We know a great deal about what strategy is, but very little about how to make strategy work, write Donald Sull, Rebecca Homkes and Charles Sull for Harvard Business Review.
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Are we in the midst of an employee engagement crisis? Or have consultants created a problem in order to sell business a solution, asks Nick Bron for Leadership Review.
2013 might have been a watershed year for the concept of “employee engagement”. Gallup published research indicating that only 13% of employees are “engaged” at work.
For some entrepreneurs, things seem to fall into place on their rise to financial success, observes Jayson Demers, writing for Entrepreneur.com.
However, in spite of appearances, their success is not down to luck but rather an understanding of the importance of learning, adapting and growing, says the author.
Wish there were more hours in a day? Jayson De Mers, writing for Inc.com, reveals fifteen easy ways to boost productivity right now.
1) Go airplane mode. If you want to get things done, close your email and turn off your mobile phone, advises De Mers.
Competitive advantage is shifting, say Thomas N. Hubbard, Paul Leinwand and Cesare Mainardi, writing for Strategy+Business. The new industry leaders are leaner and more focused than their predecessors. They are the “supercompetitors”.
The perfect board is diverse, well-trained and highly skilled, says Dr Roger Barker of the Institute of Directors.
Writing in Management Today, Barker describes how to build a great board in eight easy steps.
For your company to thrive, you need each and every one of your employees to give their all. So how can you excite your workforce, fill them with enthusiasm and win their commitment?
Peter Economy, writing for Inc.com, reveals seven proven strategies for connecting with your employees:
You are failing in your role as a leader if just one of your employees feels undervalued, says Glenn Llopis, writing for Forbes.com.
The wrong words at the wrong time can bring a brainstorming session to a “screeching halt”, says Sam Harrison, writing for Fast Company. If you want to encourage innovative thinking, never use these seven sentences:
Creating trust within a business culture is a key foundation of leadership success, observes Nick Bron for Leadership Review.
Employees need to trust their leaders and the decisions they make, and have faith that the organisation is being steered along the right path for all concerned.
Learn to use your emotions and you will be a better negotiator, writes Shirli Kopelman for the HBR Blog Network.
Many people fear acknowledging emotions at work, believing they only cloud judgement and impede reasoning. But, argues the author, your emotions can be an important negotiating tool, giving you energy and expression.
Marketing and IT will need to work better together if they want to generate big revenue from big data.
Big data necessitates a “marriage of convenience” between CMOs and CIOs – both of whom are responsible for turning this new resource into profit, explain Matt Ariker, Martin Harrysson and Jesko Perrey, writing for McKinsey Insights.
How do you find and keep the next generation of high performers? Lindsay Eney, writing for Smart CEO, talks to some industry insiders and discovers the best ways to attract and retain Millennials.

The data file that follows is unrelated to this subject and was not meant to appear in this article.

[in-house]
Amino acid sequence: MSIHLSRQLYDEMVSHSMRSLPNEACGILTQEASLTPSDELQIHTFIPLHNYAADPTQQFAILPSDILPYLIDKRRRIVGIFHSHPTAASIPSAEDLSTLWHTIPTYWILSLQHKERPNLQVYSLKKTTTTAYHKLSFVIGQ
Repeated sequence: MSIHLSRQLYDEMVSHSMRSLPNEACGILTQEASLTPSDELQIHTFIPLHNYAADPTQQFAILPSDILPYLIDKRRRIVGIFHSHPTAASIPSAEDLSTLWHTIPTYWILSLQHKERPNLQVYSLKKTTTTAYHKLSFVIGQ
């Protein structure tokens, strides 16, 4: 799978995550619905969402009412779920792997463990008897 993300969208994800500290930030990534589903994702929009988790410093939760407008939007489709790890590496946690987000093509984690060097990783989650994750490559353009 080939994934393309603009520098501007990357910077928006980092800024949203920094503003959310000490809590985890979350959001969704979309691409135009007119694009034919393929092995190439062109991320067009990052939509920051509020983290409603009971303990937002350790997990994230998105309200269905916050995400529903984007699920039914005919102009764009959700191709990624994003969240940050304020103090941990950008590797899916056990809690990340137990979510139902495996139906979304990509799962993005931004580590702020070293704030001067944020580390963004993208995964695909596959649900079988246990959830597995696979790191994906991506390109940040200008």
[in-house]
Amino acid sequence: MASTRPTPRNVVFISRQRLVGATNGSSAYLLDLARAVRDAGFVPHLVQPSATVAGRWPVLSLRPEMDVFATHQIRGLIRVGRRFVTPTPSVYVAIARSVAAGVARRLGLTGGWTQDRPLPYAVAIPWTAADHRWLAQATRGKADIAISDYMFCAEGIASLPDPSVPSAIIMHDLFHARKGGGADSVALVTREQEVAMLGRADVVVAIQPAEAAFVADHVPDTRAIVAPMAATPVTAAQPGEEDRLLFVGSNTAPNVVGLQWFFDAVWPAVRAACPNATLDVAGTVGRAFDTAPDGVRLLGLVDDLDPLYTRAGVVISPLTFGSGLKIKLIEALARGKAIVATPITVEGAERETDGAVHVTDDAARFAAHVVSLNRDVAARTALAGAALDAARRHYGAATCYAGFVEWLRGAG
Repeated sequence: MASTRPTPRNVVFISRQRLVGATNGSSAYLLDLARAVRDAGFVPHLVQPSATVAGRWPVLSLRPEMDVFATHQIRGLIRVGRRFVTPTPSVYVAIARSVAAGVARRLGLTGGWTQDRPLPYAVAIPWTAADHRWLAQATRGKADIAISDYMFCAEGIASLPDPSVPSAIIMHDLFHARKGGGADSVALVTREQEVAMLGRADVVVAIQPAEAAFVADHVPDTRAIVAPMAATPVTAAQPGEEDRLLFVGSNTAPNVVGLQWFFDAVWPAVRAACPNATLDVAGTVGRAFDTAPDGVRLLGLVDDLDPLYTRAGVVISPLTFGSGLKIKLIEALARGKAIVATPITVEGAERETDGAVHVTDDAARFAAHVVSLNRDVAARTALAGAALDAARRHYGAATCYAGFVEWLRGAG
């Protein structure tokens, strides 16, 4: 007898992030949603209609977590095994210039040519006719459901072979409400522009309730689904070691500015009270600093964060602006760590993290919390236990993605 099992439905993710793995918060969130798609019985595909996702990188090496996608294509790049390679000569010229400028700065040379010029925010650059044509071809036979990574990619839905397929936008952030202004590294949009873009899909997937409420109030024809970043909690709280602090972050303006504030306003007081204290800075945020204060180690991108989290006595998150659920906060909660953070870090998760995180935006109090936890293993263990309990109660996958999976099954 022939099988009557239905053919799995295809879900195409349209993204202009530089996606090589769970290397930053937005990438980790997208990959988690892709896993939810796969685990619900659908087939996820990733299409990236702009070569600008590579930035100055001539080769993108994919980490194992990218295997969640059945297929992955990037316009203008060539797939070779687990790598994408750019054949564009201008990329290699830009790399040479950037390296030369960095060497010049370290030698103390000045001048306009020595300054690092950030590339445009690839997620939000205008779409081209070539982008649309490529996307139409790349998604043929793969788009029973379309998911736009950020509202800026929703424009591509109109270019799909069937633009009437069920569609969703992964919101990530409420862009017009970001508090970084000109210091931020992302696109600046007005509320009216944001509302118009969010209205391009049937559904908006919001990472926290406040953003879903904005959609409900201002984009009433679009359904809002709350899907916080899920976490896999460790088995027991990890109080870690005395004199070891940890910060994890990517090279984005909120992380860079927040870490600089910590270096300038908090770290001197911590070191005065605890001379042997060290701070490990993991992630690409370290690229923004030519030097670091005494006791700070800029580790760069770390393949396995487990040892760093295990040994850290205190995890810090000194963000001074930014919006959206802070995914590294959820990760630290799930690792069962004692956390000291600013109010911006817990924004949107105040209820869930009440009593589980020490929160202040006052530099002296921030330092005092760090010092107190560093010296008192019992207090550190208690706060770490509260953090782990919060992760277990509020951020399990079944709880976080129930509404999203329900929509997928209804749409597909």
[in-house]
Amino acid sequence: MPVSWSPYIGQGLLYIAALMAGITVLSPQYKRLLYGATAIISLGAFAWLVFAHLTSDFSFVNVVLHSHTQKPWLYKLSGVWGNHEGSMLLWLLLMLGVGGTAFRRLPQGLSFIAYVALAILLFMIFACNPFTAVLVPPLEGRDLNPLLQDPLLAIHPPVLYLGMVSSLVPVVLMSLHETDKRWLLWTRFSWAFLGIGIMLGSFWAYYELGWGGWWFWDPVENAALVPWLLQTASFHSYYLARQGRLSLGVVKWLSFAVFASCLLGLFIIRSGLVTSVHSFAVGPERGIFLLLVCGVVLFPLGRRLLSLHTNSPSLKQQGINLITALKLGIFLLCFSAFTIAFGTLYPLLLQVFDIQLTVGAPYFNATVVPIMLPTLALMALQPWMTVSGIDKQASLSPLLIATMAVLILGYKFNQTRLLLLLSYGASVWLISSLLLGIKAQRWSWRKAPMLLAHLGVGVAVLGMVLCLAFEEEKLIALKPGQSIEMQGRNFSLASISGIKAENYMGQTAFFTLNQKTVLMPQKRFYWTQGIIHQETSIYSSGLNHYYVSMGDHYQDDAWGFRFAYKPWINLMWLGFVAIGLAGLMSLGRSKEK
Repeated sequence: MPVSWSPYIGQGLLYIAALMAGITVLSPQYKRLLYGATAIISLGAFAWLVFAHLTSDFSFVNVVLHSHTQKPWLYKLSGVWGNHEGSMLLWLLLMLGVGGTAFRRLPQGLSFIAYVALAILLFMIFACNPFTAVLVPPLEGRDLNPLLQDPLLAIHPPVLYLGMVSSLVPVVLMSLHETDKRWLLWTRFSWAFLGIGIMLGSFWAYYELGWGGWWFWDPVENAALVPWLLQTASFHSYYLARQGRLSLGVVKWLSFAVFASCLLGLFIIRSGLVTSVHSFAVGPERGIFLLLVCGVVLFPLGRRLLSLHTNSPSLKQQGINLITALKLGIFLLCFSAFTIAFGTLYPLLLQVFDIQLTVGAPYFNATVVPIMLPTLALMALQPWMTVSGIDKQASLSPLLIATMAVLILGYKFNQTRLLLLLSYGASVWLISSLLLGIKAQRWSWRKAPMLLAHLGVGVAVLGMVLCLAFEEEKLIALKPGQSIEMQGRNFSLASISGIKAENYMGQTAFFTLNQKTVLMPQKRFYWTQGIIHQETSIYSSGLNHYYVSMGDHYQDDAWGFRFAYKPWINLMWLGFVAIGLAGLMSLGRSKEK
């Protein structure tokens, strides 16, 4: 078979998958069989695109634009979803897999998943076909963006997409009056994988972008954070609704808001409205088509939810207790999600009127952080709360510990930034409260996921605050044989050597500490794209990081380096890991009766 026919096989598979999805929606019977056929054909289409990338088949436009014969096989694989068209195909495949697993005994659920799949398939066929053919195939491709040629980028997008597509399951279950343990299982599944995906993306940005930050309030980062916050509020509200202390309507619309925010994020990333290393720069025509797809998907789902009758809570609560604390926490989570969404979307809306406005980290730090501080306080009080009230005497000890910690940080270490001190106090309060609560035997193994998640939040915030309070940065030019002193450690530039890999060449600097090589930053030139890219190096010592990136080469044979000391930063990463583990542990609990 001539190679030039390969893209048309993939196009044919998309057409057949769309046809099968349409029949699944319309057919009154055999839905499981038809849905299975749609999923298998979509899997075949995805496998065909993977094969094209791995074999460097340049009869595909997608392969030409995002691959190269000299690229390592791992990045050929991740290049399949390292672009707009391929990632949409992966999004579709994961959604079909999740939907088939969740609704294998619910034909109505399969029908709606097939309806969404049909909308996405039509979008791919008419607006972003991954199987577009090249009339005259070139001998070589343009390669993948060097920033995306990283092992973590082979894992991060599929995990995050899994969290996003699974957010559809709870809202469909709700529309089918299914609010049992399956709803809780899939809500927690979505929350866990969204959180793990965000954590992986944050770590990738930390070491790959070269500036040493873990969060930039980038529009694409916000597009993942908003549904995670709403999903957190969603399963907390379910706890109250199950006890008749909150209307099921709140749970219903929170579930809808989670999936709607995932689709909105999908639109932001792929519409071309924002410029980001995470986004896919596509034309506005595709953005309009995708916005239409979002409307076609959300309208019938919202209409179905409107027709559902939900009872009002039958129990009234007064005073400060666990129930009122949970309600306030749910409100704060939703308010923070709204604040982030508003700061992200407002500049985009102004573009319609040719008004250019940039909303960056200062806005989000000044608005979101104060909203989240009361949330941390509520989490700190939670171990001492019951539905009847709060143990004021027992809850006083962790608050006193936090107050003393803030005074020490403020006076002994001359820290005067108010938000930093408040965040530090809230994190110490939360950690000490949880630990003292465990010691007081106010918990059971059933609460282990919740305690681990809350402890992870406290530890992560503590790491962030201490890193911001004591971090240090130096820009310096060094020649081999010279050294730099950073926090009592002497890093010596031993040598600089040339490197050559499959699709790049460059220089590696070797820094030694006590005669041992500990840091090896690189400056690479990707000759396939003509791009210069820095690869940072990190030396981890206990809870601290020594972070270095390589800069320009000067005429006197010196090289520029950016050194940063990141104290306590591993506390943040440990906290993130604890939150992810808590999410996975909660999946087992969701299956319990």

Organisational psychologists from Binghamton University School of Management have found that three unpleasant personality traits – narcissism, manipulation and psychopathy – can help leaders achieve better professional success, writes Minda Zetlin for Inc.com.
Breakthroughs in human brain research show why some management practices work better than others, write Jesse Newton and Josh Davis for Strategy+Business. The authors use neuroscience to explain why the “pride building” method works so well.
Is it possible to invest in tomorrow without damaging performance today? Ken Favaro, writing for Strategy+Business, looks at short-term/long-term tension and how to get over it.
Asking the right questions can trigger change, opportunity and growth. But, writes Warren Berger for the HBR Blog Network, there are certain questions that leaders should never ask.
Weak markets are not a valid excuse for a company’s slow growth, write Kasturi Rangan and Evan Hirsh for Strategy+Business. With the right market proposition, you can achieve success, no matter what state your industry is in.
Adopting a new management practice could give your company competitive edge and boost performance. But, warns Julian Birkinshaw, writing for Harvard Business Review, leaders should beware the “next big thing”.
On Forbes.com, Chunka Mui highlights some lessons on managing in times of disruption.
The author observes: "One important insight is that, as bosses' responsibilities and compensation grow, they become ever more dependent on people and factors beyond their control.
Ron Ashkenas discusses the difficulty of communication on his HBR.org blog, observing that large organisations in particular struggle in this area.
How should you respond when two of your colleagues are fighting? Amy Gallo explores the protocol and etiquette of conflict management in her article for the HBR Blog Network.
Workplace conflict can be complicated. Sure, if you manage the two co-workers who are fighting, it is your duty to intervene. But if they are your peers, the situation is far less clear cut.
Are you a good boss – or a great one? That's the question posed by Linda Hill and Kent Lineback, writing for Harvard Business Review. They observe that most bosses reach a certain level of proficiency and stop there, leaving their potential unfulfilled.